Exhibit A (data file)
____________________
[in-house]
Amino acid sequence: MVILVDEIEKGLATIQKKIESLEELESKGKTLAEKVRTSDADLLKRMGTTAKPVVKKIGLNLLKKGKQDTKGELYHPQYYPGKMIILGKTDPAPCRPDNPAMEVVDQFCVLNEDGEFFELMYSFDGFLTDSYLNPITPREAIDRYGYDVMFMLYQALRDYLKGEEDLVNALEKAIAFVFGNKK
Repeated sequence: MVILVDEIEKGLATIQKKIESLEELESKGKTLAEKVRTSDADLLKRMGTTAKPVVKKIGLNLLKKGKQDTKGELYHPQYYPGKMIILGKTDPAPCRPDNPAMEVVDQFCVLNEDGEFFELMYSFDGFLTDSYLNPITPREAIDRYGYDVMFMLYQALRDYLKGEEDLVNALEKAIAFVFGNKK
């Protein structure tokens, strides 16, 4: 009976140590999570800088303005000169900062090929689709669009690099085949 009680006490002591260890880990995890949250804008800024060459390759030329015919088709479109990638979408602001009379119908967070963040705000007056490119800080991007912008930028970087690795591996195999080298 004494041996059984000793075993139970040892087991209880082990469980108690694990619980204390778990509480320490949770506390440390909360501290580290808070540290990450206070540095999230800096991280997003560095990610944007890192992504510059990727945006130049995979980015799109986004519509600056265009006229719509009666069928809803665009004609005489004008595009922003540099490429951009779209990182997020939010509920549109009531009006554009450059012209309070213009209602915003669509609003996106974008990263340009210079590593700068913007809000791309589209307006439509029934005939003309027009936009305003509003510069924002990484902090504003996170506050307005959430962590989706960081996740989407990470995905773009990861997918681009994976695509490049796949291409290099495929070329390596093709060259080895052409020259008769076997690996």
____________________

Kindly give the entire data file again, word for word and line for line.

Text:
[in-house]
Amino acid sequence: MVILVDEIEKGLATIQKKIESLEELESKGKTLAEKVRTSDADLLKRMGTTAKPVVKKIGLNLLKKGKQDTKGELYHPQYYPGKMIILGKTDPAPCRPDNPAMEVVDQFCVLNEDGEFFELMYSFDGFLTDSYLNPITPREAIDRYGYDVMFMLYQALRDYLKGEEDLVNALEKAIAFVFGNKK
Repeated sequence: MVILVDEIEKGLATIQKKIESLEELESKGKTLAEKVRTSDADLLKRMGTTAKPVVKKIGLNLLKKGKQDTKGELYHPQYYPGKMIILGKTDPAPCRPDNPAMEVVDQFCVLNEDGEFFELMYSFDGFLTDSYLNPITPREAIDRYGYDVMFMLYQALRDYLKGEEDLVNALEKAIAFVFGNKK
């Protein structure tokens, strides 16, 4: 009976140590999570800088303005000169900062090929689709669009690099085949 009680006490002591260890880990995890949250804008800024060459390759030329015919088709479109990638979408602001009379119908967070963040705000007056490119800080991007912008930028970087690795591996195999080298 004494041996059984000793075993139970040892087991209880082990469980108690694990619980204390778990509480320490949770506390440390909360501290580290808070540290990450206070540095999230800096991280997003560095990610944007890192992504510059990727945006130049995979980015799109986004519509600056265009006229719509009666069928809803665009004609005489004008595009922003540099490429951009779209990182997020939010509920549109009531009006554009450059012209309070213009209602915003669509609003996106974008990263340009210079590593700068913007809000791309589209307006439509029934005939003309027009936009305003509003510069924002990484902090504003996170506050307005959430962590989706960081996740989407990470995905773009990861997918681009994976695509490049796949291409290099495929070329390596093709060259080895052409020259008769076997690996």